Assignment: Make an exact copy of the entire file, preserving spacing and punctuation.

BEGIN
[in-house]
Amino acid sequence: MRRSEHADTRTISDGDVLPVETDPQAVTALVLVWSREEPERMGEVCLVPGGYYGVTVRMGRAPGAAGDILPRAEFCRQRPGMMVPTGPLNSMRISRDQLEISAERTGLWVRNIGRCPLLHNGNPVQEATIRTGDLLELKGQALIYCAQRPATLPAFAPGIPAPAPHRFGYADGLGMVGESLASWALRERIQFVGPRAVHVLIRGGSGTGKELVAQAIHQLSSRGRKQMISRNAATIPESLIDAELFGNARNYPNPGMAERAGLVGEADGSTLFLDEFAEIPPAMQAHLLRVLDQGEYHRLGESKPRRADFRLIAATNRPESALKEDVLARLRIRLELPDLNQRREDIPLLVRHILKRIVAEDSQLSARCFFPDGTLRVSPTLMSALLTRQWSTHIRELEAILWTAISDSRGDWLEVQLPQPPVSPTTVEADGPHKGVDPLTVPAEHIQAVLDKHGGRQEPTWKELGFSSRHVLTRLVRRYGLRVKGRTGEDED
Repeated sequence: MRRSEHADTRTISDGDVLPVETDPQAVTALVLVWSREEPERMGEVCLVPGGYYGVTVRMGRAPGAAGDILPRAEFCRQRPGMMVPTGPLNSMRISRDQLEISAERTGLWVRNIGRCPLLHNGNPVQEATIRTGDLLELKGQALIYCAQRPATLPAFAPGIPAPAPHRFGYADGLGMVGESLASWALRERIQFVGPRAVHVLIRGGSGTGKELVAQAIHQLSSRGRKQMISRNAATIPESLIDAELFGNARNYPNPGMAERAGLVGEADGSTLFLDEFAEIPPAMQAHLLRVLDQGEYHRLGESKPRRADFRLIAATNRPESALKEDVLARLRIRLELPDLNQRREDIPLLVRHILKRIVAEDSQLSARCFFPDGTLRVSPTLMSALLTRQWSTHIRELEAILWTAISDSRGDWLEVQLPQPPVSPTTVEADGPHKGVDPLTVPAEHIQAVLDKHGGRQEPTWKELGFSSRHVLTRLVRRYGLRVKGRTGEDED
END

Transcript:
[in-house]
Amino acid sequence: MRRSEHADTRTISDGDVLPVETDPQAVTALVLVWSREEPERMGEVCLVPGGYYGVTVRMGRAPGAAGDILPRAEFCRQRPGMMVPTGPLNSMRISRDQLEISAERTGLWVRNIGRCPLLHNGNPVQEATIRTGDLLELKGQALIYCAQRPATLPAFAPGIPAPAPHRFGYADGLGMVGESLASWALRERIQFVGPRAVHVLIRGGSGTGKELVAQAIHQLSSRGRKQMISRNAATIPESLIDAELFGNARNYPNPGMAERAGLVGEADGSTLFLDEFAEIPPAMQAHLLRVLDQGEYHRLGESKPRRADFRLIAATNRPESALKEDVLARLRIRLELPDLNQRREDIPLLVRHILKRIVAEDSQLSARCFFPDGTLRVSPTLMSALLTRQWSTHIRELEAILWTAISDSRGDWLEVQLPQPPVSPTTVEADGPHKGVDPLTVPAEHIQAVLDKHGGRQEPTWKELGFSSRHVLTRLVRRYGLRVKGRTGEDED
Repeated sequence: MRRSEHADTRTISDGDVLPVETDPQAVTALVLVWSREEPERMGEVCLVPGGYYGVTVRMGRAPGAAGDILPRAEFCRQRPGMMVPTGPLNSMRISRDQLEISAERTGLWVRNIGRCPLLHNGNPVQEATIRTGDLLELKGQALIYCAQRPATLPAFAPGIPAPAPHRFGYADGLGMVGESLASWALRERIQFVGPRAVHVLIRGGSGTGKELVAQAIHQLSSRGRKQMISRNAATIPESLIDAELFGNARNYPNPGMAERAGLVGEADGSTLFLDEFAEIPPAMQAHLLRVLDQGEYHRLGESKPRRADFRLIAATNRPESALKEDVLARLRIRLELPDLNQRREDIPLLVRHILKRIVAEDSQLSARCFFPDGTLRVSPTLMSALLTRQWSTHIRELEAILWTAISDSRGDWLEVQLPQPPVSPTTVEADGPHKGVDPLTVPAEHIQAVLDKHGGRQEPTWKELGFSSRHVLTRLVRRYGLRVKGRTGEDED